Court queries state's Migron position

Judges demand that the gov't explain why it shouldn't use all means necessary to remove outpost.

sign to migron 248 AJ (photo credit: Ariel Jerozolimski)
sign to migron 248 AJ
(photo credit: Ariel Jerozolimski)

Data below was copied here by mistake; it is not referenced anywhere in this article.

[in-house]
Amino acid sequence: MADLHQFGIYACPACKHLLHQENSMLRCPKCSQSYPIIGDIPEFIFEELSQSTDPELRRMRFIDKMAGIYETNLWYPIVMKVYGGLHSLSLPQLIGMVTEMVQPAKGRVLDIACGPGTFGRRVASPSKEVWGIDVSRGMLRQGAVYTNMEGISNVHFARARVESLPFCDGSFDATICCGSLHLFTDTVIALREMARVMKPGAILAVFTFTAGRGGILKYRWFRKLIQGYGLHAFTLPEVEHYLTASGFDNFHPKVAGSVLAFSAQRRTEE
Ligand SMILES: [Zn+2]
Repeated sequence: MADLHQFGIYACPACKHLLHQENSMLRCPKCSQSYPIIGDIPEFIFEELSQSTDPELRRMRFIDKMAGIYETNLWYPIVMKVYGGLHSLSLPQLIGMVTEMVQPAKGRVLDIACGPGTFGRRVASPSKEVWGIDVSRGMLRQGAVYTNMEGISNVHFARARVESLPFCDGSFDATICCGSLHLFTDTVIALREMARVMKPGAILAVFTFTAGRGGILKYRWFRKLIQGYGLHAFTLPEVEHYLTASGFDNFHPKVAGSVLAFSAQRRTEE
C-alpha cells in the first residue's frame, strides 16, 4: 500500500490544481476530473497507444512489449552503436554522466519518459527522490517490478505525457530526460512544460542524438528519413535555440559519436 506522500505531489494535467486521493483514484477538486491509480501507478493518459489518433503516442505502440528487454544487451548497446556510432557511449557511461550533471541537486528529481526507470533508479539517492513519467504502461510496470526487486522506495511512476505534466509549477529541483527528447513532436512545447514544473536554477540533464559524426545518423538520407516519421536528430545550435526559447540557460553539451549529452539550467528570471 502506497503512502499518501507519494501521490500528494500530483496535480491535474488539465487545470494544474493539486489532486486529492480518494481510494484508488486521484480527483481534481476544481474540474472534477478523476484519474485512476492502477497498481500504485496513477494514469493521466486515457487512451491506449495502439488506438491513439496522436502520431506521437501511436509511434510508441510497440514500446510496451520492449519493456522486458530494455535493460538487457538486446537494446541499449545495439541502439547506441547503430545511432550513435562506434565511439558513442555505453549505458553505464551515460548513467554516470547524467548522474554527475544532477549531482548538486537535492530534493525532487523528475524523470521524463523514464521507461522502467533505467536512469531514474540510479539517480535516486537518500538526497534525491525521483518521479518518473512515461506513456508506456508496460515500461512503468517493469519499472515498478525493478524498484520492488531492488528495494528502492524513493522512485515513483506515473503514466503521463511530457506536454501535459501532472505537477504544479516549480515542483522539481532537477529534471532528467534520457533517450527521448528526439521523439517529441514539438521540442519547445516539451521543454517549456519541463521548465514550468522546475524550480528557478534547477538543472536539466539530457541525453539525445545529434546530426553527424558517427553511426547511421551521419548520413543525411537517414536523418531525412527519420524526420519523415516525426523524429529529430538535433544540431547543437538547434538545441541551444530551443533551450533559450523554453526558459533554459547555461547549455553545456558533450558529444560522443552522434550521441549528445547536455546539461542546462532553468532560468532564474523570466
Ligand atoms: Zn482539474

After waiting more than two years to see whether the government would dismantle an illegal outpost it acknowledges was built on private Palestinian land, the High Court of Justice on Wednesday gave the state 45 days to explain why it should not do so immediately. The show-cause order came in response to a petition filed by Peace Now and six Palestinians upon whose land some of Migron was built, calling on the court to compel the state to dismantle the outpost, near Ofra, immediately and restore the land to its rightful owners. In advance of Wednesday's hearing, the state informed the court that the Council of Jewish Communities in Judea, Samaria, and the Gaza Strip had agreed to the state's proposal to move the residents of Migron to a housing development to be built on land belonging to the Adam settlement. In its brief, the state asked the court's permission to report back in four months on how the plans for the move were progressing. The state's representative, Aner Hellman, also made it clear to the court that the Migron settlers would remain in the outpost until the new housing had been built. "It must be stressed that we are not talking about moving Migron in the near future," he said, without specifying how long it would take. However, during Wednesday's hearing, he estimated that the move could take place in about two-and-a-half years. The petitioners' lawyer, Michael Sfard, told the court he had asked a former head of the Civil Administration of Judea and Samaria, Ilan Paz, how long he thought it would take to approve the necessary plans, sign contracts with builders and complete the homes. Sfard said Paz estimated it would take seven years. If the government turned the project into a national priority, it could take three years, Paz predicted. According to Sfard, the bottom line of the state's brief to the court was that "Defense Minister Ehud Barak is asking the court to leave him alone." Sfard pointed out that since the petition was filed in 2006, the state had asked for several delays, first on the grounds that two successive new defense ministers, Amir Peretz and Barak, were studying the material. Then came another postponement request on the grounds that the state was trying to reach an accommodation with the settlers to leave Migron peacefully. Finally, in February 2008, the state told the court it would evict the settlers by force by August unless progress was being made in the negotiations for a voluntary evacuation. In August, the state told the court that progress had been made. The state had offered settlement leaders three options for moving the Migron settlers and they were considering them. Now, three months later, the state has informed the court that the settlers have agreed to the Adam option but that it needs more time to "complete the steps necessary to implement the plan." Hellman proposed reporting back to the court in four months on the progress being made. But the judges were not convinced. Supreme Court President Dorit Beinisch told Hellman, "In February, we decided not to issue a show-cause order. We gave the state time. But now we are at the point that we must say that the state has not been able to fulfill any of the undertakings it has made." Justice Miriam Na'or said the petitioners "do not care where the settlers go. They simply want their land back." Instead of the four months the state asked for, the court gave it 45 days to file a detailed response justifying its position, backed by a sworn affidavit signed by a senior government official with direct responsibility for the Migron issue. The burden is now on the state to persuade the court that its policy is correct. The petitioners have already convinced the court that they have a serious case that requires a convincing reply by the state.